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Realization of Automatic Address Assignment in DALI Protocol

Realization of Automatic Address Assignment in DALI Protocol


The new standard of DALI protocol (Digital Addressable Lighting Interface) defines the digital communication between electronic ballasts and control units. DALI is not designed for complex bus systems, but for indoor use. Intelligent, high-performance lighting management, focusing on the static effect of lighting, these functions can of course be integrated into the building management system through a suitable interface. To


In order to ensure complete compatibility between the DALI components of various manufacturers, the DALI protocol has been standardized worldwide and compiled into the IEC60929 ballast standard. Part E of the standard clearly describes the electrical characteristics and protocols of DALI. This establishes the basis for the sales and use of DALI components all over the world, regardless of manufacturer, country or technical incompatibility. World-renowned companies support this standard.


In the DALI protocol, the most complicated part is the process of the host automatically assigning addresses to the DALI device, which is also the difficulty in designing the DALI master controller. The DALI main control I design now uses 32-bit LPC2292 CPU, with independent 2 DALI bus loops, while using CAN bus to connect with other systems, the entire main controller realizes the management of two DALI bus devices, including address allocation, grouping, Scene setting, schedule, timing control and other functions. As long as the realization of the DALI automatic address allocation process is discussed below:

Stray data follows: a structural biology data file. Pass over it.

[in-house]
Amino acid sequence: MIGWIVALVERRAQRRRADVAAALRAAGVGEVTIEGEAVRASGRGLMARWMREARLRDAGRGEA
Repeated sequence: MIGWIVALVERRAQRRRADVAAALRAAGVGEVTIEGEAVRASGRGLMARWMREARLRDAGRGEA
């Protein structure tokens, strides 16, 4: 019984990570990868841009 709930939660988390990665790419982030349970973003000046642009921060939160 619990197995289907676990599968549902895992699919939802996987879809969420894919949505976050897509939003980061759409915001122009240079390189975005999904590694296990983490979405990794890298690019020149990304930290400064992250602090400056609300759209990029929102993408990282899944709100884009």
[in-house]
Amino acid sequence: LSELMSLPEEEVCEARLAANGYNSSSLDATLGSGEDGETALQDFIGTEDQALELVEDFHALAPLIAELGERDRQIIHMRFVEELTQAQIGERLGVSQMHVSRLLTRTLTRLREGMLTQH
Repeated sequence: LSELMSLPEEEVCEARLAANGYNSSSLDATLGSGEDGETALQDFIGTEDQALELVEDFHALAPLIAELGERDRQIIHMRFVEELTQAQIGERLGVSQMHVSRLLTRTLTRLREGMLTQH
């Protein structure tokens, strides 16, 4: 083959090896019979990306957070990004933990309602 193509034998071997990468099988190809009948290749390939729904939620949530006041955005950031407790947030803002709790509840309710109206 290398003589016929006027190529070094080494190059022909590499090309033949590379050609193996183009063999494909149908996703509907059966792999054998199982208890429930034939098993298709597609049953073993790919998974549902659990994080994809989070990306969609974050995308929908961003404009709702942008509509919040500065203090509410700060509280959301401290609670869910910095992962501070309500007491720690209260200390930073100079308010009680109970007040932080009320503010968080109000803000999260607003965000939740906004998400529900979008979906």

Address allocation is divided into three situations:


1. All devices re-allocate addresses. This situation is generally used during the first engineering commissioning;

2. Extend the assigned address, only assign addresses to devices that have not been assigned addresses, and use them when new devices are added to the project;

3. Repeated address allocation. When two devices with the same address are found, it is necessary to re-allocate addresses for these two devices.


The difference between the three cases is that when the address allocation protocol is initialized, use


Command 258: 1010 0101 XXXX XXXX "INITIALISE" to distinguish, when:


XXXX XXXX = 0000 0000 Reallocate addresses for all devices;


XXXX XXXX = 1111 1111 extended allocation address;


XXXX XXXX = 0AAA AAA1 Redistribution of duplicate addresses, where AAAAAA is the specified duplicate address


Here we need to mention the principle of DALI automatic address allocation: (DALI devices produced by different manufacturers must conform to the DALI standard protocol, and all devices must be connected to the same bus.) After the previous initialization command, the main controller needs to send random Number generation command RANDOMISE. At this time, the initialized device will generate a 24-bit random number. Of course, the random number generated by each device must not be the same, and it cannot be equal to 0 and FFFFFF. This is also a technical problem. discuss. After the device generates a random number, the host starts to send a 24-bit data of its own and compares it with the device on the bus, and finds the device with the smallest random number. At this time, the device is assigned a minimum address that is not assigned, and the address is successfully assigned to the device. After the device, send another exit command, the device with the assigned address exits the initialization state and no longer responds to the comparison command of the host. Repeat the above process until all DALI devices are found.


The commands used in the address allocation process are: